13 Nov

Spanish olive oil futures market seeks speculators

By Elena Moya,
Edited by Chris Johnson,

The world’s only olive oil futures market, based in Spain, plans to grow rapidly next year and hopes the increased liquidity will attract large speculators, its general director said on Tuesday.

Ana Fernandez told Reuters she expected financial institutions to join the organisation, based in Jaen, the Spanish province that produces almost half of the country’s olive oil, from next year.

She expects daily traded volume to rise to 400 tonnes — about 400,000 litres — from 270 tonnes a day now.

“That level will attract Spanish and foreign brokers, anybody who has a commodities book,” Fernandez told Reuters.

“An Italian bank is already preparing the paperwork to become a member.”

She declined to identify the bank.

The market, which started three and half years ago, now has around 20 members, including Banco Popular (POP.MC: Quote, Profile, Research) and savings bank La Caixa, which can trade from their screens, and more than 200 clients, mostly farmers that want to fix a price.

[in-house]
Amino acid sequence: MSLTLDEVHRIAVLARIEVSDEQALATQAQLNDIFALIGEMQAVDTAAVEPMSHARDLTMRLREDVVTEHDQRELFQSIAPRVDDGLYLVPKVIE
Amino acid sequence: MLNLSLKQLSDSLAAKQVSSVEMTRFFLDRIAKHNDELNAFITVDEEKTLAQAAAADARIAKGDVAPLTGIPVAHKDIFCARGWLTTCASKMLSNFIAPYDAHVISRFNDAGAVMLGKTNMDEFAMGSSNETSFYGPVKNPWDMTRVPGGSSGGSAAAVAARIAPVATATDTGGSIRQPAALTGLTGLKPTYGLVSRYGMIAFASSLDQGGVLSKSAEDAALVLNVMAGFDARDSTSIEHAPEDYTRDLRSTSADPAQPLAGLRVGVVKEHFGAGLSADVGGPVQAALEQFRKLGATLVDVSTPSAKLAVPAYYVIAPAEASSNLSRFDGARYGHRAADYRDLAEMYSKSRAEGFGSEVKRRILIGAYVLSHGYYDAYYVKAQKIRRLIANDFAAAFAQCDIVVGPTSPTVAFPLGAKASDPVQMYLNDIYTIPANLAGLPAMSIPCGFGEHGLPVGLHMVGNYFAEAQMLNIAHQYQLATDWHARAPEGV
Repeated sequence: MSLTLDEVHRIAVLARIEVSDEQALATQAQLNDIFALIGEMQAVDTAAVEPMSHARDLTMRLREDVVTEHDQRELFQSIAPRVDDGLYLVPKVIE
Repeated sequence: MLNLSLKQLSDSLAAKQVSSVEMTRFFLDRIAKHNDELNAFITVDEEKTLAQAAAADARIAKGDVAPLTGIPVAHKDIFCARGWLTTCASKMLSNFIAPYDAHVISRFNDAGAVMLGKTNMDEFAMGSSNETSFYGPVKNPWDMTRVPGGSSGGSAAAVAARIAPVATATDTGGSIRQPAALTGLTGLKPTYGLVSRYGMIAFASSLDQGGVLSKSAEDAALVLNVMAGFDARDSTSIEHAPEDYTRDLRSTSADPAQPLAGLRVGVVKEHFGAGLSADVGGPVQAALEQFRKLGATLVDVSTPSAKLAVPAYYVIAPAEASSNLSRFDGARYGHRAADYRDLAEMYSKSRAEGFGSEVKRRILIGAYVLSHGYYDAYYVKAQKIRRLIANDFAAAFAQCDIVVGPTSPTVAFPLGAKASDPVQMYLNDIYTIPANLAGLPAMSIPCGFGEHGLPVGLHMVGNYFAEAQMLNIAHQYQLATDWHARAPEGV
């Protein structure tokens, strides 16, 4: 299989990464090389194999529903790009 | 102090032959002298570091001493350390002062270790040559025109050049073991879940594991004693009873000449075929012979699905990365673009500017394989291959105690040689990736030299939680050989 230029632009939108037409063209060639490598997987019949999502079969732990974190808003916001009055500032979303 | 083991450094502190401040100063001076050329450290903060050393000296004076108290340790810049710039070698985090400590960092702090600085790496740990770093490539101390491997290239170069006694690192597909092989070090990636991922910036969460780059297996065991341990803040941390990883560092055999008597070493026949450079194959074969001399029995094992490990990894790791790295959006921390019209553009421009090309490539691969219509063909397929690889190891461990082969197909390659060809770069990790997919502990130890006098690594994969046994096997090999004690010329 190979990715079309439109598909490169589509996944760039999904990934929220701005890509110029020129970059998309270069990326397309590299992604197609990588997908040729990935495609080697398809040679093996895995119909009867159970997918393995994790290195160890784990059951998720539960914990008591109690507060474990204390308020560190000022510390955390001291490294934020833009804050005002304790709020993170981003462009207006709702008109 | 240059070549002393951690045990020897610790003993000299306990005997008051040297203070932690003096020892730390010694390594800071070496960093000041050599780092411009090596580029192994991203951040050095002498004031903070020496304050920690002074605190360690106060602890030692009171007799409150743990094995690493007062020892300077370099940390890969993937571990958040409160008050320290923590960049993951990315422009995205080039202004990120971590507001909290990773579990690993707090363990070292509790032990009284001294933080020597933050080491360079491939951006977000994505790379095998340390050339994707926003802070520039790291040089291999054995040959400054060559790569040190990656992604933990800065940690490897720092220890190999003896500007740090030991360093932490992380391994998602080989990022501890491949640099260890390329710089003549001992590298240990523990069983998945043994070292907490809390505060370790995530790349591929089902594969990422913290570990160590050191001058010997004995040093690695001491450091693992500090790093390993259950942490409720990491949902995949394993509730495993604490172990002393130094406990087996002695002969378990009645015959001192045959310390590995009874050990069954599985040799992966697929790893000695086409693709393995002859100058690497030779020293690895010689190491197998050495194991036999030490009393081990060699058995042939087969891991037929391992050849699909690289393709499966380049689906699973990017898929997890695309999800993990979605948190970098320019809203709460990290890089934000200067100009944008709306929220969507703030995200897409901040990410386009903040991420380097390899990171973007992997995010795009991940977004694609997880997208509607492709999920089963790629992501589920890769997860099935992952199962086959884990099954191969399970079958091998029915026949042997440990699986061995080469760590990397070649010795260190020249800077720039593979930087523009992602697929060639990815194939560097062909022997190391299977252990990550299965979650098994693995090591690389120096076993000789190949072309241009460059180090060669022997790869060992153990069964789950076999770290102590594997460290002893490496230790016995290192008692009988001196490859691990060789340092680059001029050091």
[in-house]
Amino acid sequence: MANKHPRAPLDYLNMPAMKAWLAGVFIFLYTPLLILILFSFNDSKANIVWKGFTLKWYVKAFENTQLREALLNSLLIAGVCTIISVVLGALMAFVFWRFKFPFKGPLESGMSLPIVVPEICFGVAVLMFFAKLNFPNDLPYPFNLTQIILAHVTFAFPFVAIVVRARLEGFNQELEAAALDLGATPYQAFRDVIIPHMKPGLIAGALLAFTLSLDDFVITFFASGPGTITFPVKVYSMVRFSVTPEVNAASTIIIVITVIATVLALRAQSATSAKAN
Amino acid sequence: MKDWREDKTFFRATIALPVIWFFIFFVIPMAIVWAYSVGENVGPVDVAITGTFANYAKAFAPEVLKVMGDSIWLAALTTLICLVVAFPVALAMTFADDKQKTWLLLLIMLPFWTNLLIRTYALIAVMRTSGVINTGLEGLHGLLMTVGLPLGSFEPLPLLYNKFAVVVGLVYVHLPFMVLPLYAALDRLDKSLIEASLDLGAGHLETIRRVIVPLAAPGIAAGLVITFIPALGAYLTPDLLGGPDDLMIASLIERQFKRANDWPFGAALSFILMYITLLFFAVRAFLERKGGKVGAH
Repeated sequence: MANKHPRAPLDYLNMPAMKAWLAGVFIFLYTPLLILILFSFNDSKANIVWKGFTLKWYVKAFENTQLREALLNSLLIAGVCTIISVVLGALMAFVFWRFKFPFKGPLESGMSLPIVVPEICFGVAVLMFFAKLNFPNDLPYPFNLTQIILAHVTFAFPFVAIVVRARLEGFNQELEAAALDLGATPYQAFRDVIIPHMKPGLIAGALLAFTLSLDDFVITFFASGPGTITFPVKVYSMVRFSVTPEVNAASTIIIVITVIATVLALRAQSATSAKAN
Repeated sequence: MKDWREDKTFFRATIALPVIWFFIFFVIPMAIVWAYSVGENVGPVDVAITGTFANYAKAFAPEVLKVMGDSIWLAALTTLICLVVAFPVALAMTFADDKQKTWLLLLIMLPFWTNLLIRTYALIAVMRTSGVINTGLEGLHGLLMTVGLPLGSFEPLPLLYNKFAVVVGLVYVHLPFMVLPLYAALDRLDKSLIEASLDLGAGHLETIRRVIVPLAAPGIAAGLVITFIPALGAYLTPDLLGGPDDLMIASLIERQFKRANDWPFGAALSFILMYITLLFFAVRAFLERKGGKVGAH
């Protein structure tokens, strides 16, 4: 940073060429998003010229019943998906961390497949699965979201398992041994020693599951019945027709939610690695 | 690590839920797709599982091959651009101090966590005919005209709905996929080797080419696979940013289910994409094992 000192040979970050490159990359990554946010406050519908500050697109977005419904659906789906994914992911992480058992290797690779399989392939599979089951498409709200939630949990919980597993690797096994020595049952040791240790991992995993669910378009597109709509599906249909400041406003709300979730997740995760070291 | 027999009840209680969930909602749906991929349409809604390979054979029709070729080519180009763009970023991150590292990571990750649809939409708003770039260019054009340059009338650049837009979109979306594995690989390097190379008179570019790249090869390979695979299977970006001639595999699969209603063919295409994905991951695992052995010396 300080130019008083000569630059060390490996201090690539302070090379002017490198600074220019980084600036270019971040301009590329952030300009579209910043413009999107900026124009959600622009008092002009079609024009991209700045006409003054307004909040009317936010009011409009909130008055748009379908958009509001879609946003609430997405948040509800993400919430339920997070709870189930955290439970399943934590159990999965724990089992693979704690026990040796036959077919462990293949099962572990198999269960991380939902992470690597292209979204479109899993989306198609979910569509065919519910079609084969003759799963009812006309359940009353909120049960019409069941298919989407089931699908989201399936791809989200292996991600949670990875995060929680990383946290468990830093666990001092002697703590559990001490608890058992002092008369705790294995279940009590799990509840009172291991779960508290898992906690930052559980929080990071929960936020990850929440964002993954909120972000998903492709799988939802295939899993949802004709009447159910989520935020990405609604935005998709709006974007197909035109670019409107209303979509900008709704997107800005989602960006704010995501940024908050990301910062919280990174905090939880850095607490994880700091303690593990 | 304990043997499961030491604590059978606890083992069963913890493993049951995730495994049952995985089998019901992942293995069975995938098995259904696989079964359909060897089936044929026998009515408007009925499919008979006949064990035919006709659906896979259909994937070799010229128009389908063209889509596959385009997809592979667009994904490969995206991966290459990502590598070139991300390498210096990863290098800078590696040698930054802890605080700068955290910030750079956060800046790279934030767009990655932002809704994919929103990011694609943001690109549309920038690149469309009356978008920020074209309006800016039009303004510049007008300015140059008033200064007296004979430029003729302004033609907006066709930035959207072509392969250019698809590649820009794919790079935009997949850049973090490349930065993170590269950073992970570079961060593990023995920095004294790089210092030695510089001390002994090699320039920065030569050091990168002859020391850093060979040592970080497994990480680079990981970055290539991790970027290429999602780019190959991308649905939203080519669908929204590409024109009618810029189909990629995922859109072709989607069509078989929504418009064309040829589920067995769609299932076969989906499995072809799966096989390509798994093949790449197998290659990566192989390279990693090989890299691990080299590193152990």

A small number of speculators already give life to the market, which negotiates daily volume of about 6.6 million euros ($9.65 million).

The speculative trades are still small, including some of about one or two tonnes — less than the average truck’s container space of 25 tonnes.

“Financial institutions demand liquidity. We aim to have it next year,” Fernandez said.

About 207 daily tonnes were traded last year, compared with 129 in 2005 and 72 in 2004, Fernandez says. The contracts are per tonne.

Fernandez said she had contacted top banks such as Banco Santander (SAN.MC: Quote, Profile, Research), BBVA (BBVA.MC: Quote, Profile, Research) and JPMorgan (JPM.N: Quote, Profile, Research), as well as the London desks of commodities traders.

“At the moment, they’re all waiting, all looking,” she said.

Surrounded by olive groves — Spain produces more than a third of the world’s olive oil — Fernandez wants to settle her market before competitors, such as Chicago’s Board of Trade, decide to emulate her initiative.

“They have the markets, but not the product,” she says. “The only way is forward.”

[Source] Click here

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